An Antiquarian's Tale, Issue 259

Clinton Howell Antiques - Nov. 6, 2023 - Issue 259

An Appreciation of English Antique Furniture

A semi biographical journey of my life in the English Decorative Arts

Unicorns are those pieces--furniture, porcelain, silver and other objects--that defy the norm or simple identification in a number of ways--there are no design precedents and neither the material or the construction don't necessarily tell us when the piece was made. This is frustrating for the furniture expert. A piece that you might normally see made in mahogany that shows up made out of satinwood can pose a lot of questions--sometimes they are easily answered, but occasionally, they aren't, particularly if it happens before satinwood became hugely popular in the 1770's. Construction, also is seldom unique, although furniture enthusiasts like to believe that a dovetail, in and of itself, bespeaks a date of manufacture. That isn't necessarily true--I'm reminded of Marisa Tomei in "My Cousin Vinnie" when she dates the year of a tire mark by the tortion control in a certain automobile. That doesn't happen in furniture as workshops were places of tradition that followed a pattern set years earlier. Traditional construction can be a fickle marker, but non-traditional style is beyond fickle. But how do you date something that is a unicorn, style-wise, unlike anything else in the canon of furniture? 

Unicorns are by definition, rare, but they aren't so rare that, in English furniture at least, you never see them. I would suggest that on each booth at the Winter Show (I will have tickets, by the way for people that want them) you may see, if not a unicorn, some design quirk you've never seen before. Some designs may have a usual form with something added to it as, for example, you can see by the bun feet on my two plate buckets. Plate buckets aren't unicorns, but you don't see them with bun feet very often--that still doesn't qualify them as a unicorn, but it sets them apart. The writing table that I am taking to the Winter Show, however, is a proper unicorn. I have yet to find out who made the table, but I do know that the handles are after a design by Thomas Hope (1769-1831). I have dated the table to circa 1810-15 which I believe to be legitimate but as stated, it is very difficult to hit on a precise year of manufacture. I just don't know enough yet. I might add that the construction is, if not unique, highly unusual adding to its luster as a unicorn. The top is a box that rests on the legs which are attached by through-tenons coming into the underside of the frame of the box. Sounds complicated, but it is just a frame resting on a box, something that the English rarely did, because it is not as stable as using the legs in the construction of the box.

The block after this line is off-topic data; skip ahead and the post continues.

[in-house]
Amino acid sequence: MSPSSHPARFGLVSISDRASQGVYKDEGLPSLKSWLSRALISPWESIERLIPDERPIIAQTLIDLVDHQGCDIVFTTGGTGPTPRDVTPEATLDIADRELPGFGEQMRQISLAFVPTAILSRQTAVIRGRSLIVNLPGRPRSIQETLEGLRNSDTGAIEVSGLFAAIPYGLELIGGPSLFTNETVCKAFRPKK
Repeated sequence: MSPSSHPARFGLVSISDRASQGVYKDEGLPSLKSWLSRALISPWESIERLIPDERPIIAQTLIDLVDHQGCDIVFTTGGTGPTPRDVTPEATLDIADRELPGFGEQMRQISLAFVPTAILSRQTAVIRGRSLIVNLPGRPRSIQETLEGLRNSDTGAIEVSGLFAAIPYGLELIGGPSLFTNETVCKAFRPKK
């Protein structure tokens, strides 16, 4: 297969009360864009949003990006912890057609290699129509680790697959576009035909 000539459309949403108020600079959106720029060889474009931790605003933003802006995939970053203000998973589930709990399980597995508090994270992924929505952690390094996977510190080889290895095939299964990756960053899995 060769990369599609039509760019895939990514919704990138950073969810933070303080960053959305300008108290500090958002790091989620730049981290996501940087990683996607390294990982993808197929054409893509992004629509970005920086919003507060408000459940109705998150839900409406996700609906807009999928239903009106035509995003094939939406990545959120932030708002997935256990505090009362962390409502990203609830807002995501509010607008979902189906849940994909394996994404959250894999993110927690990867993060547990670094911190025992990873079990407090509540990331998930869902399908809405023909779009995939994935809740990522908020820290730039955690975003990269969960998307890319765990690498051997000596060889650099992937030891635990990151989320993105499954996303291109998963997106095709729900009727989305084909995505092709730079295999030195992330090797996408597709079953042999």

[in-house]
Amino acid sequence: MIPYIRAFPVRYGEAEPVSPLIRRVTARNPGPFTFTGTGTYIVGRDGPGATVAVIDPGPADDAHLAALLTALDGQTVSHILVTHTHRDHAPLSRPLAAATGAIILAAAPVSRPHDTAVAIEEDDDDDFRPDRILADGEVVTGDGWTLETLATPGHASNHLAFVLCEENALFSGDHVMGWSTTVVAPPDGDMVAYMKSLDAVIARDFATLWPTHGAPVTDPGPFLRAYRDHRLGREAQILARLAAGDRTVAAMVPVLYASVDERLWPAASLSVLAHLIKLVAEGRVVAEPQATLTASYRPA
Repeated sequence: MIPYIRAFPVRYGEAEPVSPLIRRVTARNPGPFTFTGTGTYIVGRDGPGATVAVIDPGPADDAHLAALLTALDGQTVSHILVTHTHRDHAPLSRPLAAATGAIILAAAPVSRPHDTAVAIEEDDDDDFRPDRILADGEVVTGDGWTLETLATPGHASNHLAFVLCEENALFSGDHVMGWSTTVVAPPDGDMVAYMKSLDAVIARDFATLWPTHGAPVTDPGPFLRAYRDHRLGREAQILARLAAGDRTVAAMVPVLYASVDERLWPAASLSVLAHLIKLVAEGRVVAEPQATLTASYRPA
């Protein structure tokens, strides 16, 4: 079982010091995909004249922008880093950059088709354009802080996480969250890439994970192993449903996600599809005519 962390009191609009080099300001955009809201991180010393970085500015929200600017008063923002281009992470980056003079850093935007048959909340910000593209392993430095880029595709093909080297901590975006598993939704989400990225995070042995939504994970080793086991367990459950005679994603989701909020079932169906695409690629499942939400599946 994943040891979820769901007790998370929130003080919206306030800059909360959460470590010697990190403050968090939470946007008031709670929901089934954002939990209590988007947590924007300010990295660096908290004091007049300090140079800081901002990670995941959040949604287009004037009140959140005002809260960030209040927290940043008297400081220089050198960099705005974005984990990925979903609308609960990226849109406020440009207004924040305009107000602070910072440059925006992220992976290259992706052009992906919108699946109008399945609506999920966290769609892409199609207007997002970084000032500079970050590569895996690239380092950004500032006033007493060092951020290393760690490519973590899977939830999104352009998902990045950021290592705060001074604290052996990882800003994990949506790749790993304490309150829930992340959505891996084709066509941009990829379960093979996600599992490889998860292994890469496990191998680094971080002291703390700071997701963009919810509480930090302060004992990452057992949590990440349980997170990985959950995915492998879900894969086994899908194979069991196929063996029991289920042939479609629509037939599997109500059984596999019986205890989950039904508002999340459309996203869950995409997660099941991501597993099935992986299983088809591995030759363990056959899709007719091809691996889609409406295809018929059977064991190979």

Unicorns can be overlooked in auctions simply because they can be so different. And they often get vetted off in fairs unless the dealer can dig up a provenance or design that helps to prove their age. I once had a pair of what I thought were unique Italian chairs--I didn't know how unique until I started to research them as I was unable to find anything out about them--and they were gilded and made of walnut, as a lot of Italian furniture is. The restorer, prior to my purchase, had stripped them in a tank of caustic. When walnut gets stripped, it loses its patina of age and so the inside of the chair rails, though not looking brand new, certainly didn't look like they dated to 1790, the date of manufacture. I took them to a vetted show and the vetters did not know how to date them, partly because of the clean walnut and partly because they had never seen the design before. Interestingly, one of the vetters found a design for the chair in a design book from the 18th century and the chairs ended up in the show. (A good vetter, in my opinion, always gives the dealer the opportunity to explain why they think a piece is old, a great vetter tries to satisfy their curiosity about an item which can mean doing a little homework.) And yet, it is often the unicorns that retain their value once they are properly identified--until they are forgotten and once again consigned to anonymity.

There is one other type of unicorn in the business and those are the pieces that are completely untouched since the date of their manufacture. I have mentioned that almost all furniture has been messed with in some way or other, but there are exceptions. I owned a mirror in the 1990's that I sold to Mallett, the legendary English furniture dealership that folded seven or eight years ago. The mirror was neoclassical having an oval with a shell on top retaining its original glass plate. It was large, a 60" plate at least, and with the shell, an overall height of over six feet. When I took it to the workshop, I realized that there was a very thin layer of new clay that was the wrong color for the period of manufacture with the wrong tone of gold over the original surface that dulled the overall look to a metallic blandness. In other words, someone re-gilded straight onto the original gold--no additional layers of gesso. I tried to scrape it off, but I didn't have the light touch required to clean the later clay and gold off. But, I had sent photos of the frame to my English carver and he wanted to work on it, so I sent it to him. When I saw it in his workshop, I nearly fell over--the delicacy of the original gold with the proper clay color underneath created a glow of warmth that was overwhelmingly beautiful. When the Mallett dealers saw it on my booth, they bought it and then asked the price. That was a unicorn of a different sort.